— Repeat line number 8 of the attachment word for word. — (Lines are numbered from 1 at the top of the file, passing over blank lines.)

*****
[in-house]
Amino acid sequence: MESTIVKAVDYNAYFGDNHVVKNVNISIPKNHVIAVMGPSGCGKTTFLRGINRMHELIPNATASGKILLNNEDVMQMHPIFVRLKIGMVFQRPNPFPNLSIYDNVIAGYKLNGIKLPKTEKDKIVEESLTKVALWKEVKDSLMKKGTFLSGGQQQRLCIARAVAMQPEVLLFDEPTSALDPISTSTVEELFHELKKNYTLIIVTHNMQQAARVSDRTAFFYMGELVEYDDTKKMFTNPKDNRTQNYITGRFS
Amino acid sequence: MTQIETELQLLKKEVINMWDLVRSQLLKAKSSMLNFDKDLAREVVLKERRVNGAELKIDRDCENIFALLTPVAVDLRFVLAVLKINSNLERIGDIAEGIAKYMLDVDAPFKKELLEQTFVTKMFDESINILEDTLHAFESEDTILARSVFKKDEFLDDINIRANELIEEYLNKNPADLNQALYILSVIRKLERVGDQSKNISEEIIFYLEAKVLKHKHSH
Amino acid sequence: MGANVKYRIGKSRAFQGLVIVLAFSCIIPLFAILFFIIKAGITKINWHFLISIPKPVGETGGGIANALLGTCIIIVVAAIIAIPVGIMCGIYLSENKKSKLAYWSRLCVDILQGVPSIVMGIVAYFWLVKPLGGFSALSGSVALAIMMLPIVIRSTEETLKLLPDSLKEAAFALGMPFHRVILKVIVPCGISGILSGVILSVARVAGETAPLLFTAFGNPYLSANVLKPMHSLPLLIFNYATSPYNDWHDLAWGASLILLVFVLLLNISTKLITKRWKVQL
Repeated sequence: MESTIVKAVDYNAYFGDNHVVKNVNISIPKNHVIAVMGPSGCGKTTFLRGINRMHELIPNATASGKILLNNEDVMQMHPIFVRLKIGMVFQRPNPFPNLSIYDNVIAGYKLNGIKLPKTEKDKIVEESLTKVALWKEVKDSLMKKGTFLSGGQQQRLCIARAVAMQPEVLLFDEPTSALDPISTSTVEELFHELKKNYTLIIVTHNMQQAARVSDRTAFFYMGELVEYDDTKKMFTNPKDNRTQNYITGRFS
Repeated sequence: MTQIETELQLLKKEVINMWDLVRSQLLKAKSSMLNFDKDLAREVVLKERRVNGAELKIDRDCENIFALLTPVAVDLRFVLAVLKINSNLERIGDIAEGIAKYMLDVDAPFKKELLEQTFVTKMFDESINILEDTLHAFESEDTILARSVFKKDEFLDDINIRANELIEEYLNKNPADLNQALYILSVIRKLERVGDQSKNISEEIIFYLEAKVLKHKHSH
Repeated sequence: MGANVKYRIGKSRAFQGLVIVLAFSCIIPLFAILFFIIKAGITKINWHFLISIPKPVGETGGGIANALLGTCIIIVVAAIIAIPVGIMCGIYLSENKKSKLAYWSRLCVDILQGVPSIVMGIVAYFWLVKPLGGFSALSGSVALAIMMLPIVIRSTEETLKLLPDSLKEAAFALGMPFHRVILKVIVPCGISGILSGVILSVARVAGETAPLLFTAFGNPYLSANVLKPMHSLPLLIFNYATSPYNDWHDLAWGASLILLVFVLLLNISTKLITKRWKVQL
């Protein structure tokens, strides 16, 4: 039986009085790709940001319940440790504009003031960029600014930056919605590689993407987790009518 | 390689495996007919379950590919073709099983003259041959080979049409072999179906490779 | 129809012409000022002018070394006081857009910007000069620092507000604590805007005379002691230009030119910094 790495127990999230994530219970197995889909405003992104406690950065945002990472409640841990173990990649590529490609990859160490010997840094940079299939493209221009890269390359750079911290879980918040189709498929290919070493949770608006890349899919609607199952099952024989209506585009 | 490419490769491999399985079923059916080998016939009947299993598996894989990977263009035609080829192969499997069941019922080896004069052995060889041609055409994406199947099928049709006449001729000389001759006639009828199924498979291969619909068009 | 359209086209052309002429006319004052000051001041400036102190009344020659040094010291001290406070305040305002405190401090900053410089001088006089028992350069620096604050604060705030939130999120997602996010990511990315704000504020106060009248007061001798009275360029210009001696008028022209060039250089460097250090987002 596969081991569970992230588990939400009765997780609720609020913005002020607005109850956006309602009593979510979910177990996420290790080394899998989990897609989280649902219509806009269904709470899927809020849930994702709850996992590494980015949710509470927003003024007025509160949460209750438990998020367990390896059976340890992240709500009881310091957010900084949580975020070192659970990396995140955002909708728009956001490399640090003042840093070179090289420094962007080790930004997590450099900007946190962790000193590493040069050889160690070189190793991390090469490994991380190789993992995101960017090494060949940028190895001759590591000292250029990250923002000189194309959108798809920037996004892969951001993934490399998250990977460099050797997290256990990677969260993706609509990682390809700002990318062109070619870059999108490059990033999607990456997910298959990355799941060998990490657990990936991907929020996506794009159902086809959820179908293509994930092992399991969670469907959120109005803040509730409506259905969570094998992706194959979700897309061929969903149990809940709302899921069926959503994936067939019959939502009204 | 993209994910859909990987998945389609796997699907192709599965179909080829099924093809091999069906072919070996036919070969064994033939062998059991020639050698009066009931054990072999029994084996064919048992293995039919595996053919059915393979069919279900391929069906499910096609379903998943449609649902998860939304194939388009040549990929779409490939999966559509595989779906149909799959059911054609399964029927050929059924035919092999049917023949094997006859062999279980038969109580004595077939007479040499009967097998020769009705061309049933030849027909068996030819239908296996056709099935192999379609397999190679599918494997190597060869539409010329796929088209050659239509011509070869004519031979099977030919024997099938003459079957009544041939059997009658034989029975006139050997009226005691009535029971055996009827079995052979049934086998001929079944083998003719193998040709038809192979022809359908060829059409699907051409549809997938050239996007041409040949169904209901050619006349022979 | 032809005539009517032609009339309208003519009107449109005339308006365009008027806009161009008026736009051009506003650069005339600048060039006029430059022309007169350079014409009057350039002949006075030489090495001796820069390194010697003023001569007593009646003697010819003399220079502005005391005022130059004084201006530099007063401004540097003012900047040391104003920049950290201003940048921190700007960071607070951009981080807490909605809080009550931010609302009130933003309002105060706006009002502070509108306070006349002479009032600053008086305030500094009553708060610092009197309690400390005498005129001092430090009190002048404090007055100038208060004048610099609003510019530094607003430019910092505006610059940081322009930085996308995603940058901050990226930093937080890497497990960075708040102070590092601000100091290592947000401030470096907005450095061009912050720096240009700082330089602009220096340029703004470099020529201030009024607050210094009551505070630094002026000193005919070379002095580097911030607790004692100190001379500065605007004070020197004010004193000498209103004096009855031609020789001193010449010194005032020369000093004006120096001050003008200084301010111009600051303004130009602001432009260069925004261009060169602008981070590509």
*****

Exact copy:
């Protein structure tokens, strides 16, 4: 039986009085790709940001319940440790504009003031960029600014930056919605590689993407987790009518 | 390689495996007919379950590919073709099983003259041959080979049409072999179906490779 | 129809012409000022002018070394006081857009910007000069620092507000604590805007005379002691230009030119910094 790495127990999230994530219970197995889909405003992104406690950065945002990472409640841990173990990649590529490609990859160490010997840094940079299939493209221009890269390359750079911290879980918040189709498929290919070493949770608006890349899919609607199952099952024989209506585009 | 490419490769491999399985079923059916080998016939009947299993598996894989990977263009035609080829192969499997069941019922080896004069052995060889041609055409994406199947099928049709006449001729000389001759006639009828199924498979291969619909068009 | 359209086209052309002429006319004052000051001041400036102190009344020659040094010291001290406070305040305002405190401090900053410089001088006089028992350069620096604050604060705030939130999120997602996010990511990315704000504020106060009248007061001798009275360029210009001696008028022209060039250089460097250090987002 596969081991569970992230588990939400009765997780609720609020913005002020607005109850956006309602009593979510979910177990996420290790080394899998989990897609989280649902219509806009269904709470899927809020849930994702709850996992590494980015949710509470927003003024007025509160949460209750438990998020367990390896059976340890992240709500009881310091957010900084949580975020070192659970990396995140955002909708728009956001490399640090003042840093070179090289420094962007080790930004997590450099900007946190962790000193590493040069050889160690070189190793991390090469490994991380190789993992995101960017090494060949940028190895001759590591000292250029990250923002000189194309959108798809920037996004892969951001993934490399998250990977460099050797997290256990990677969260993706609509990682390809700002990318062109070619870059999108490059990033999607990456997910298959990355799941060998990490657990990936991907929020996506794009159902086809959820179908293509994930092992399991969670469907959120109005803040509730409506259905969570094998992706194959979700897309061929969903149990809940709302899921069926959503994936067939019959939502009204 | 993209994910859909990987998945389609796997699907192709599965179909080829099924093809091999069906072919070996036919070969064994033939062998059991020639050698009066009931054990072999029994084996064919048992293995039919595996053919059915393979069919279900391929069906499910096609379903998943449609649902998860939304194939388009040549990929779409490939999966559509595989779906149909799959059911054609399964029927050929059924035919092999049917023949094997006859062999279980038969109580004595077939007479040499009967097998020769009705061309049933030849027909068996030819239908296996056709099935192999379609397999190679599918494997190597060869539409010329796929088209050659239509011509070869004519031979099977030919024997099938003459079957009544041939059997009658034989029975006139050997009226005691009535029971055996009827079995052979049934086998001929079944083998003719193998040709038809192979022809359908060829059409699907051409549809997938050239996007041409040949169904209901050619006349022979 | 032809005539009517032609009339309208003519009107449109005339308006365009008027806009161009008026736009051009506003650069005339600048060039006029430059022309007169350079014409009057350039002949006075030489090495001796820069390194010697003023001569007593009646003697010819003399220079502005005391005022130059004084201006530099007063401004540097003012900047040391104003920049950290201003940048921190700007960071607070951009981080807490909605809080009550931010609302009130933003309002105060706006009002502070509108306070006349002479009032600053008086305030500094009553708060610092009197309690400390005498005129001092430090009190002048404090007055100038208060004048610099609003510019530094607003430019910092505006610059940081322009930085996308995603940058901050990226930093937080890497497990960075708040102070590092601000100091290592947000401030470096907005450095061009912050720096240009700082330089602009220096340029703004470099020529201030009024607050210094009551505070630094002026000193005919070379002095580097911030607790004692100190001379500065605007004070020197004010004193000498209103004096009855031609020789001193010449010194005032020369000093004006120096001050003008200084301010111009600051303004130009602001432009260069925004261009060169602008981070590509």